Their flaws are well exposed. That’s part of the problem. In general, we prefer to fall in love with candidates we don’t know too well, and then grow to know their flaws over four or eight years.
And part of it is their emotional clumsiness. Neither of them woos the public well.
Another part of their unlikeability is the opposition labelling that sticks to them and sticks in our perceptions of them.
And another part may be their own personal histories.
Both of them, Trump and Clinton, had bellowing bully fathers, according to their own admission. And we see them, every day, reacting to those long-dead dads whom they dread meeting in every critic.
Trump reacts by refusing to obey any rules at all, and by being the bad-boy before our eyes. And a lot of men and also women who have had fathers who were bullies adore Trump for his refusal to comply with orders. There is something about bad boys that is endearing. In most of us there is a sympathetic rush of feeling, for all of us have been trudging along in the rat-race somewhere for long enough to make us cheer for someone who dares to break the rules. Soon, though, we all see the looming shadow of the bully in Trump, how he loves to use force, and how he enjoys the adulation of those who thrill to the idea of a bully president.
With Hillary, though, it’s more complicated. Over and over and over she asserts, in her shrill-edged voice in which we hear her anger about being undervalued, that she has been a good daughter, wife, mother, and has concerned herself with women and children all her life. All of us have had to make that self-defense somewhere, sometime, the defense of ourselves as living up to traditional expectations. Especially women.
But it isn’t likeable. No one wants to be stuck in a dialogue with someone insisting on having been good. It’s a part of ourselves we do not want to revisit often, if ever. It is an emotional posture in Hillary from which she never seems to rise up for long.
And Hillary does not seem to understand that what is awful about this posture is, there are no A grades for being a good daughter, wife, or mother, because dutiful subservience is unlikeable, really. Churches, which extol these subservient roles, do not keep calendars of moms, wives, or daughters. They keep calendars of saints, women and men who are heroes of faith, heroes who break a lot of rules in their lives and God loves them for it.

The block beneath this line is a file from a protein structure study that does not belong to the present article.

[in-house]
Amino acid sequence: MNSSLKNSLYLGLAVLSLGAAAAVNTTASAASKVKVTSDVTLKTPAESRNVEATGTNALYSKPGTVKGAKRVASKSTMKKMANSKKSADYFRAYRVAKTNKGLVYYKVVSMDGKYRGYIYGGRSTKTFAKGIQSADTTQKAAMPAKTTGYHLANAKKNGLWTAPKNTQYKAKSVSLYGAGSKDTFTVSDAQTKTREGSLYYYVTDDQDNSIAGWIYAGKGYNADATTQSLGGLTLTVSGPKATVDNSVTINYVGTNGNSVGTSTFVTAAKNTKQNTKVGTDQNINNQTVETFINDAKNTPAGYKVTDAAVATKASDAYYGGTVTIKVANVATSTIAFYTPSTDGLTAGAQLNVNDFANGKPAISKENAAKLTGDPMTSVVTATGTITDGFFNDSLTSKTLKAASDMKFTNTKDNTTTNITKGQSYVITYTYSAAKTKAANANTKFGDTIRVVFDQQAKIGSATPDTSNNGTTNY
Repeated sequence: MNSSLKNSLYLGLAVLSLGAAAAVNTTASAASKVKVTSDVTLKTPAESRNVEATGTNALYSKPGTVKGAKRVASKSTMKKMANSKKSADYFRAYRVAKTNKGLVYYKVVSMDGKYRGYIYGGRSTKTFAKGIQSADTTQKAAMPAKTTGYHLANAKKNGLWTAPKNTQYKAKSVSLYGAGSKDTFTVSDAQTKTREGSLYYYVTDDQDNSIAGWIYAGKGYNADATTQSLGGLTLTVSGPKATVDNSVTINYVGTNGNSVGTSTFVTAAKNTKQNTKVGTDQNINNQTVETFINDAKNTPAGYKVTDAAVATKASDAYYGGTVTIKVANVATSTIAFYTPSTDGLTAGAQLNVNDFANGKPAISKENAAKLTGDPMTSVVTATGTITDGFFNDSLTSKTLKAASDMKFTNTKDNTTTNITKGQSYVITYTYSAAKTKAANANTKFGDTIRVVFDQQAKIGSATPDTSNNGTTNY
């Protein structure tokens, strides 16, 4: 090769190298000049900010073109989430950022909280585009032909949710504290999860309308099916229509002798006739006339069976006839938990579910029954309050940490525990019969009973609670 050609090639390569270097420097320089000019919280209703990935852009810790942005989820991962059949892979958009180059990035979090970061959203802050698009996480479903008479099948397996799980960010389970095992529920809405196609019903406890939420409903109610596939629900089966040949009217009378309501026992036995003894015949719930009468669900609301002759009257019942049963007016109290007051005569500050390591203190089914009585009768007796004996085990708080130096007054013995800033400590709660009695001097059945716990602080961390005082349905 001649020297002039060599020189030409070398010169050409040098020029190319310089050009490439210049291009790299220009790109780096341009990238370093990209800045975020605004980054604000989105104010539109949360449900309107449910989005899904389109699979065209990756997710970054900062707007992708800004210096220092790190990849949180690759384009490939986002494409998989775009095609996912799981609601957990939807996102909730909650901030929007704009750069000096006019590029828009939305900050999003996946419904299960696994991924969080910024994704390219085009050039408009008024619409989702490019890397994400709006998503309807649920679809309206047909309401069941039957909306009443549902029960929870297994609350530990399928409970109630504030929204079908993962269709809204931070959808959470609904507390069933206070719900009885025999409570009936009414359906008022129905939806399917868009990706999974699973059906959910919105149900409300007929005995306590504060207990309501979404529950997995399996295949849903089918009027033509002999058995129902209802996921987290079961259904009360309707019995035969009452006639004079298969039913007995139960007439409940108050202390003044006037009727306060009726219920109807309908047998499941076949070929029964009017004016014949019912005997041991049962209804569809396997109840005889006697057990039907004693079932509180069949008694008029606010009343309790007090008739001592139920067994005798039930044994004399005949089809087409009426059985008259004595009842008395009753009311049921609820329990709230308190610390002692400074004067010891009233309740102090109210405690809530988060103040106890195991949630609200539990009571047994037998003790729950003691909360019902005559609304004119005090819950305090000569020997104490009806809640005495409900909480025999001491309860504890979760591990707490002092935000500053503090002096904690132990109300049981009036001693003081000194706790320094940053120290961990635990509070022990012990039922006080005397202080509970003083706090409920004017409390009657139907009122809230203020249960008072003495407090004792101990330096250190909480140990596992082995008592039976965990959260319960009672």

It is in the light of these behaviors that we see both Donald Trump and Hillary Clinton’s flaws.
Donald Trump will not reveal his taxes. We know he is hiding things, and we pretty much know what things. He pays no taxes and he does not give money away except to his own foundation, which he often uses to support himself. Yet, these refusals do not earn him the names Crooked and Liar. Brash, yes. Immature, yes. Vulgar, yes. But not Crooked. Add to this his business failures, failed University, and court trials for cheating people. Still he is not branded a Crook or a Liar.
Yet Hillary, who wants endlessly to be called good, is branded Liar and Crook for her introverted nature and secretive tendencies, all of which are reflexes to defend against the punishing opinions of too many folks, that she is not a good person, not a good Secretary of State, not a good First Lady, etc. Trump says, her experience is bad experience. And thus he condemns her, lock, stock and barrel. And all of us think, maybe that is so, because who wants to have to identify with all her pain, as the daughter of a bullying father, as a betrayed and cheated wife, and as a woman being investigated for her work by the FBI?
The truth is, women are never given As for being good, instead women are nearly always scrutinized for not being good enough.
I find Hillary’s secrecy annoying, as it creates wave after wave of wearying public drama, since secrets never remain hidden. But this does not bother me as much as her insistence that we see her as good traditional woman while electing her as the woman who can break the glass ceiling.
I think she defends herself as traditional because she is always anticipating criticism. And in doing this, she provokes criticism rather than praise.
We all know she can do a fine job as President. And as a Democrat, she will do a better job for the poor, the sick, the immigrant, the lost, the damaged among us, than will any Republican, given their platform. As a Christian, I strive to vote for the values of Jesus. Which are not about abortion or birth control, but are always about God’s special love for the poor and the afflicted. Including women.
Hillary knows this, and testifies to it often. Trump seems to be entirely ignorant of it. Therefore I will vote for my sister in faith, pray for her, and speak out against Trump..
Image: Election 2016 ci.albertville.mn.us